Communities: Balboa Peninsula Trolley Plan Rolls On

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Laguna Beach trolley

The concept of a shuttle or trolley system for Balboa Peninsula rolled forward last week after the presentation of a Balboa Peninsula Shuttle/Trolley Feasibility Study by Dan Boyle of Dan Boyle & Associates Inc. at the Balboa Village Advisory Committee meeting held July 8 at ExplorOcean.

Boyle discussed purpose, goals, markets and stakeholders for a shuttle/trolley system.

The feasibility study is to assess whether a shuttle/trolley route would give both residents and visitors better access to the peninsula and Balboa Village due to heavy congestion during the summer and on holidays via a simple and fun trolley. The trolley would traverse the length of the peninsula from Coast Highway to Balboa Village, utilizing a turnaround loop at the Balboa Pier.

“Our main goal is to provide a mode of choice,” said Newport Beach City councilmember Tony Petros, a Balboa Village Advisory Committee member. “We will fail if our main objective is to improve [traffic] circulation.”

Petros stated that the trolley “must be an alternative fuel vehicle and attempt to maintain 15 minutes headways.”

According to Petros, legislative and regulatory mandates suggest 15 minute headways, or time between shuttles, promote sustainable communities and green opportunities, which can be used to gain access to state or regional initiatives for funding.trolley-LAGUNA.Bch_.Remona.Trolley.GrpPic

It was also suggested that the committee find out how much money Laguna Beach spends to run their program in order to better determine the feasibility of a Balboa Peninsula shuttle system.

Currently both Laguna Beach and Dana Point have a free shuttle system in place.

Laguna has a summer festival service that links a parking lot along Laguna Canyon Road with Arts Festival sites, the beach, and downtown. It also runs along Coast Highway from the Newport Beach border to the Ritz Carlton resort, where it connects with the Dana Point shuttle, which runs Friday through Sunday until Labor Day.

A Laguna Beach Travel Info app has a “Trolley Tracker” that shows real time locations of the trolleys. Laguna trolleys run every 20 minutes, but often add extra trolleys during peak hours.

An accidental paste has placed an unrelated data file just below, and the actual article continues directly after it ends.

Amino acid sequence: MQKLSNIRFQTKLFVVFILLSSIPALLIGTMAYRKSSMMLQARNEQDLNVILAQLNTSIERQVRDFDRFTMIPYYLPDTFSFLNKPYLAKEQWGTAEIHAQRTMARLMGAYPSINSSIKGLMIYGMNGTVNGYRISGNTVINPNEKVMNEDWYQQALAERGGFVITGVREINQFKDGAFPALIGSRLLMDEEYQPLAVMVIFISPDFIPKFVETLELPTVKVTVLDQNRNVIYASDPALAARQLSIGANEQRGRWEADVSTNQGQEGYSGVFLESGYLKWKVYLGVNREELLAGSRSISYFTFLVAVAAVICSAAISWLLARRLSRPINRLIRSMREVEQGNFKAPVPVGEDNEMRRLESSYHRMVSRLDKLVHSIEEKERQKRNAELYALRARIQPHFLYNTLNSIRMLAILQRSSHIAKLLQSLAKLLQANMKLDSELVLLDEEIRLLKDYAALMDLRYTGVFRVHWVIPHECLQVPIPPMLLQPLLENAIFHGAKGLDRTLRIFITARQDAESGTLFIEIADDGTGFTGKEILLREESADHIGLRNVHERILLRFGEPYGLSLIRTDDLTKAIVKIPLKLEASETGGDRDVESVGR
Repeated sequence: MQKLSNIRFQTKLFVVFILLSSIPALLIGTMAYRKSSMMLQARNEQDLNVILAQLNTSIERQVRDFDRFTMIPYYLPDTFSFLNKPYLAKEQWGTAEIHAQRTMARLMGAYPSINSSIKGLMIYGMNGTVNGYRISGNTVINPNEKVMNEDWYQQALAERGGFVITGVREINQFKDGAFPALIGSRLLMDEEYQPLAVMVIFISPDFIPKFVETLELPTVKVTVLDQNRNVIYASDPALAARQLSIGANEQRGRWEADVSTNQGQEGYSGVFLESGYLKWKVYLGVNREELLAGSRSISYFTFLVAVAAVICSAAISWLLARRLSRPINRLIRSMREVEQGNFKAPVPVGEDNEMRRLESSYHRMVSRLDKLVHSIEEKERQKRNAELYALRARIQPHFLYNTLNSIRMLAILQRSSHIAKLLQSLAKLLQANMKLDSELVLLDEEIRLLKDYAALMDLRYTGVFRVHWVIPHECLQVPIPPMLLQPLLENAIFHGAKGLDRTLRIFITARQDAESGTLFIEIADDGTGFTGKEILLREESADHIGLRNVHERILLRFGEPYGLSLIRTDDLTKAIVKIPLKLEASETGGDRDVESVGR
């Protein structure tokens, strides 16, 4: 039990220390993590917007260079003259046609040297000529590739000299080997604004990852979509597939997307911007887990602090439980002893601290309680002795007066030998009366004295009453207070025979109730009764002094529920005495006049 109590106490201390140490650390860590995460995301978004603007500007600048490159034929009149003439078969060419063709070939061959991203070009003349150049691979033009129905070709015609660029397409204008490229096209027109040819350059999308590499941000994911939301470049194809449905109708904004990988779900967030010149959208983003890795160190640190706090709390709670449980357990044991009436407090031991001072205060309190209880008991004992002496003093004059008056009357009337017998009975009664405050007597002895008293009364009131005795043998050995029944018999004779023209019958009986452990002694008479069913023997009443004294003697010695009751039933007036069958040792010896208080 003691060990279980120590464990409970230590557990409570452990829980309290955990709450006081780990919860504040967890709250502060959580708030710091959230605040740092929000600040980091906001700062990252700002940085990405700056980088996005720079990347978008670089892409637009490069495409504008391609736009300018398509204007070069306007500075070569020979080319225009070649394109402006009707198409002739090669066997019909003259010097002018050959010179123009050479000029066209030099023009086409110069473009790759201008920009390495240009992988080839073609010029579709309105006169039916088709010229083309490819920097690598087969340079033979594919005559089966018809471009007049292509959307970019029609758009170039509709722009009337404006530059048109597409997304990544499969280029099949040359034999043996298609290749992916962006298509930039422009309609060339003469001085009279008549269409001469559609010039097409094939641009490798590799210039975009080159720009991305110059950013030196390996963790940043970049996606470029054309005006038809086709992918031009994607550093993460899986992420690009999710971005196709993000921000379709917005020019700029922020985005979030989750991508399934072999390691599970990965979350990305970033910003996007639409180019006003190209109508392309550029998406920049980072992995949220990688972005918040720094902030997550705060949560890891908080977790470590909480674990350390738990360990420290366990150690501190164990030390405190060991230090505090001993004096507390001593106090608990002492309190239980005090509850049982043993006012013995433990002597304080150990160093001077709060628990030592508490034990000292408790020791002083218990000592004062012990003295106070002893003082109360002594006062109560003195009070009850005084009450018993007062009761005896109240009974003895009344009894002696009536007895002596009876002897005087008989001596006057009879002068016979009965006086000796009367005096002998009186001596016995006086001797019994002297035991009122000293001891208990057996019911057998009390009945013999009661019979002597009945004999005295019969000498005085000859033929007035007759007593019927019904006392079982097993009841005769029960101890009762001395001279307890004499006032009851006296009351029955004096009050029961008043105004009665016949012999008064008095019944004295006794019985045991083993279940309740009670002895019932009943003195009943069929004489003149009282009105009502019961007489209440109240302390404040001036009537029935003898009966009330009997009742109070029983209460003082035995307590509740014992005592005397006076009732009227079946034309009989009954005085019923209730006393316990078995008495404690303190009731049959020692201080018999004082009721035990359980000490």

Laguna is the model of a successful program, with 10,000 riders on a typical summer Saturday (a number that has doubled since 2002, when the trolley service started operating free of charge to passengers).

According to Boyle, the fact that it has taken Laguna over 10 years to double ridership means a tight focus on providing service for just the peninsula area only during summer weekends will best meet the city’s goals toward implementing a successful system.

Several empty lots were proposed for off-site parking for the Balboa shuttle: the Ardell property along West Coast Highway, an under-utilized lot at Avon Street & Riverside Avenue in Mariners Mile, and a lot at 17th Street & Pomona Avenue in Costa Mesa.

The Balboa Peninsula trolley program still has many speedbumps in the road to being approved by the Balboa Village Advisory Committee and the city.


 During the Balboa Village Advisory Committee meeting, the committee decided not to send the Balboa Residential Parking Permit Program (known as RP3) to the Newport Beach City Council for consideration at its July 28 meeting due to a discrepancy on boundaries.

The decision that the RP3 program, based on block level voting results, would consist of two phases, with Phase 1 covering Medina Way east to Adams Street; and Phase 2 to cover streets east of Island Avenue to Median Way, might have been incorrectly interpreted from the last BVAC meeting.

According to committee member Jim Stratton, the boundaries were not what were stated at the June 10 meeting and he did not feel comfortable voting in favor of sending RP3 to the city council.

This caused the committee members to vote for a re-examination of the previous meeting’s minutes to verify the correct boundaries that were established, thereby pushing the recommendation to city council until August.

RP3 has been created in hopes to eliminate “spillover” commercial parking onto nearby residential streets and would require, if enacted, a permit for overnight parking on specified streets.




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